It is critical to work with an attorney well versed in the areas of estate planning and guardianship to make the entire process less stressful. By having the right person to guide you through the process, everyone benefits in the end. The Thrill May Be Gone but the legacy can live on.

In order to make it easy for your loved ones to say goodbye, you should consult the estate planning attorneys of Wild Felice & Partners, P.A. who can recognize potential pitfalls and how to avoid them.

It’s a Wild world. Are you protected?

For more information on successful Florida estate planning and asset protection techniques, please contact the South Florida law firm of Wild Felice & Partners, P.A. at 954-944-2855 to schedule your free consultation.

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College Bound Kids – Expect the Unexpected

Posted by on May 19, 2015 in estate planning, Family Law |


So your child has officially become an adult and ready to embark on a new journey- college! Congratulations! This is a huge milestone in your teenager’s life as well as a time of pride and concern for you as a loving parent. Your child is about to spread his or her wings leaving the family nest of security and safety.

What you need are eyes of a hawk in establishing a solid plan that will safeguard your teenager against any unexpected event that could place them in medical or financial peril.

There are legal documents that should be prepared by a professional South Florida estate planning attorney who is familiar with the goals you wish to accomplish for your family. Your legal eagle understands the importance of a healthcare surrogate, durable power of attorney, and a living will.

The designation of a health care surrogate authorizes you to get information from a hospital or a doctor about your child. You will not be able to obtain this information once your child is 18 years old unless you have a document permitting you to do so. In addition, your child may be unconscious and unable to give permission. Florida’s HIPPA laws prevent the dissemination of medical information to others unless there are written directives authorizing the permission.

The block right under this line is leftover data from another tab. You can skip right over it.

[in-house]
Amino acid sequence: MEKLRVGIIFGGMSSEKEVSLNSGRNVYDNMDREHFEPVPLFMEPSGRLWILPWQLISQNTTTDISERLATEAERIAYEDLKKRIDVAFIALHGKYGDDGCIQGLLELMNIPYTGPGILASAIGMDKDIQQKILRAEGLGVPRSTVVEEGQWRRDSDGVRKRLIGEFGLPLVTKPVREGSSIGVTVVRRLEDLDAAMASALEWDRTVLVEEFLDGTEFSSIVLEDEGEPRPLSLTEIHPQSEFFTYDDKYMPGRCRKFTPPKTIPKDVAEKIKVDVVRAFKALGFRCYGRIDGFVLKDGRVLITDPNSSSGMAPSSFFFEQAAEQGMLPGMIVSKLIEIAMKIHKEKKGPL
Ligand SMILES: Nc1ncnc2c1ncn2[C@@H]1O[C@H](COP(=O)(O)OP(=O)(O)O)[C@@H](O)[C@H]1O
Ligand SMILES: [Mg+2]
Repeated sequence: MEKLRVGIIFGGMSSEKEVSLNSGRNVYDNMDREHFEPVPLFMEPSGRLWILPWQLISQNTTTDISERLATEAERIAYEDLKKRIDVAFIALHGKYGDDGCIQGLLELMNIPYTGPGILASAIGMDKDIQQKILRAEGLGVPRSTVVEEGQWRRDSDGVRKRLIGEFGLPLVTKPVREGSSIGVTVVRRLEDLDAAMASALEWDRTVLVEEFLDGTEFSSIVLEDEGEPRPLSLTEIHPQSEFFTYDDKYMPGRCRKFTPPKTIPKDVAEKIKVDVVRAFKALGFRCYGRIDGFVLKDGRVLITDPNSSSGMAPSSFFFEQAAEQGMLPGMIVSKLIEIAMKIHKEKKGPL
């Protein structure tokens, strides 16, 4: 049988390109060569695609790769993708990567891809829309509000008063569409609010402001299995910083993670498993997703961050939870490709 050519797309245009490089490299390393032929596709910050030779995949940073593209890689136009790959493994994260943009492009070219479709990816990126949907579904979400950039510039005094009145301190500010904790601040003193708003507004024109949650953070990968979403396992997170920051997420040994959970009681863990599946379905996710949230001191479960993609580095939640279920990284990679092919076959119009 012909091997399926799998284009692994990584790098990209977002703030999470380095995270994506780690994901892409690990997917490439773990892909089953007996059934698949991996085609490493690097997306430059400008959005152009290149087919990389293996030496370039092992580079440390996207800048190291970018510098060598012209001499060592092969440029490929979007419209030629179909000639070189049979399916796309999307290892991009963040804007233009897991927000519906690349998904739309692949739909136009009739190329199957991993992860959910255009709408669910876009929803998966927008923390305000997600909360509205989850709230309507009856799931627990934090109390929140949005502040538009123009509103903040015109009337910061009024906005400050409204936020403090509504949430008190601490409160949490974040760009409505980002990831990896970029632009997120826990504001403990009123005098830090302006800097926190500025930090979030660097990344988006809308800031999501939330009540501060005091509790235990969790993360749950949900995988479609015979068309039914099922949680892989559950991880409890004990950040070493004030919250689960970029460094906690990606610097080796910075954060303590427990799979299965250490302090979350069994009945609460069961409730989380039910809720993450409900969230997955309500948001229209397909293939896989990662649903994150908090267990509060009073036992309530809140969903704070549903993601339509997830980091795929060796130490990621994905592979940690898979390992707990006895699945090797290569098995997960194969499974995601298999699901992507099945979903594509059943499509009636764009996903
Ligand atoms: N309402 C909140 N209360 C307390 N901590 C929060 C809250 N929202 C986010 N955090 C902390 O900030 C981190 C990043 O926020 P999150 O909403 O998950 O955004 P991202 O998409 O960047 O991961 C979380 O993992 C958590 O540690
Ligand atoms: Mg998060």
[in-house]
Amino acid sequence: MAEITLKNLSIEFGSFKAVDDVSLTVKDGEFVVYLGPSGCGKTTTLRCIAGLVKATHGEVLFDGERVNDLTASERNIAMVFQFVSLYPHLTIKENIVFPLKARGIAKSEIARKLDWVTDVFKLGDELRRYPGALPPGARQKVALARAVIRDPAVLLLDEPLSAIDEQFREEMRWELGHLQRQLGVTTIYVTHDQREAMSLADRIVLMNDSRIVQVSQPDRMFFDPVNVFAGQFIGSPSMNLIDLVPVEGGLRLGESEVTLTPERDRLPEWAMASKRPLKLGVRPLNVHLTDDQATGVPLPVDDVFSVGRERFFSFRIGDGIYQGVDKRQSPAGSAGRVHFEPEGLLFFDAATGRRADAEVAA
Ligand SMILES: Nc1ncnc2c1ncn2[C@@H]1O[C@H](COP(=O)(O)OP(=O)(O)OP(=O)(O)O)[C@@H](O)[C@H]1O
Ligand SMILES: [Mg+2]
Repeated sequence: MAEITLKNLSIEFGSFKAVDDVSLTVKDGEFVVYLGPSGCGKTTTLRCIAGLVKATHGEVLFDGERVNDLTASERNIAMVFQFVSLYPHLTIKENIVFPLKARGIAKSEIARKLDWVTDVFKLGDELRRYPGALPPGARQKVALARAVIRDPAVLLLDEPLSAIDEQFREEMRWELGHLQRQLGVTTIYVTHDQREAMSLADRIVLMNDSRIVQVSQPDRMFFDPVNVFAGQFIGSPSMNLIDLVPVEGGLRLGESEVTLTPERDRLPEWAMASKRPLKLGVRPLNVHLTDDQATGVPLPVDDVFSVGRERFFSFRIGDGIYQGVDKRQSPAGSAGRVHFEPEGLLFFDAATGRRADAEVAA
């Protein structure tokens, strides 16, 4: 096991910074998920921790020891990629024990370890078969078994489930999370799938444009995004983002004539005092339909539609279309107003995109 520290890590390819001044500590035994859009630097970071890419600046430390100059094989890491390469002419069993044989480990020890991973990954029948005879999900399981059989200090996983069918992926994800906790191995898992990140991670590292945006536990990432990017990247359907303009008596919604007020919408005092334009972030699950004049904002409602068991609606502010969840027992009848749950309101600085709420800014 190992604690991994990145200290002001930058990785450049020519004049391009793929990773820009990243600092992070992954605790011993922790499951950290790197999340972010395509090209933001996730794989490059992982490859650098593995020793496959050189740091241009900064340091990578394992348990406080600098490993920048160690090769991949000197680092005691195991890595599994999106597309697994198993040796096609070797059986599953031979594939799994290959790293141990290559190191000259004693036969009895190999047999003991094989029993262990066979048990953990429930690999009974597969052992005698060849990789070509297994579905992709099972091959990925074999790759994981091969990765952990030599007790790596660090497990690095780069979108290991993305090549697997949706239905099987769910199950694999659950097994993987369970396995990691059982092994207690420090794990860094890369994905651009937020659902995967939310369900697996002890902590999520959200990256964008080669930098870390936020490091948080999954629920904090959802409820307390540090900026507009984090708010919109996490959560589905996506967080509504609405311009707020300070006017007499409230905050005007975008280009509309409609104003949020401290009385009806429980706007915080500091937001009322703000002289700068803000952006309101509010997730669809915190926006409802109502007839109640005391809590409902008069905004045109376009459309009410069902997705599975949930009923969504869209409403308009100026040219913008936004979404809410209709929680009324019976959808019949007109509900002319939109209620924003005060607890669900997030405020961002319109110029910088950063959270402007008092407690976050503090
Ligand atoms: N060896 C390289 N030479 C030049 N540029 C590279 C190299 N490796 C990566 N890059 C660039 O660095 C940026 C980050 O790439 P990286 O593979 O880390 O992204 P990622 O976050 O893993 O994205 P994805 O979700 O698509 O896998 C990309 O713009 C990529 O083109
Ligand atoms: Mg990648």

A durable power of attorney is an agreement that allows you to control your child’s financial needs. It can be drafted to allow you to access your child’s bank account in case you need to pay his or her bills, restrict spending, or replenish the account.

A living will is a document that a person uses to make known her desires regarding life- sustaining treatments. Although not the most palatable of topics, it will give you peace of mind with medical decisions you may have to make for your child in the event of an untimely illness or accident.

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The Importance of Planning Early

Posted by on May 19, 2015 in About Us, asset protection, Digital Estate Planning, Elder Law, estate planning, Family Law, Probate, Trusts, Wills |


The recent derailment of an Amtrak train left at least eight casualties and many more injured.  Nobody who boarded the train that fateful day was expecting this to happen, rather they were just going about their day as they would any other.  Death is a difficult topic to approach, because nobody likes to think that someday it will happen.  It is important however, because you want to make sure that you are ready for when it happens and because, unfortunately, it can happen at any time.

Waiting too long to draft an estate plan can be troublesome as well.  When a person dies, there may be reasons to question the mental capacity of the individual at the time he or she prepared an estate plan. Undue influence or fraud from third parties, who take advantage of a close relationship with the decedent for personal gain, can be reason to challenge a legal document after death.  Another reason that can be grounds to challenge a legal document is whether it was properly executed and with all the formalities required.

Powers of attorney, for example, are powerful documents that grant another individual broad discretion over medical and financial decisions. Such an important power should involve careful planning. Standard legal forms found online, software programs with legal templates, and other self-help documents, are attractive to many individuals due to the ease of access and low cost. However, template powers of attorney are not always the equivalent of a proper Florida power of attorney drafted by a lawyer.

Many states, like Florida, have strict requirements regarding execution of valid powers of attorney or advance directives.  In order to make it easy for your loved ones to say goodbye, you should consult an estate planning attorney who can recognize potential pitfalls and how to avoid them.

It’s a Wild world. Are you protected?SM

For more information on successful Florida estate planning and asset protection techniques, please contact the South Florida law firm of Wild Felice & Partners, P.A. at 954-944-2855 to schedule your free consultation.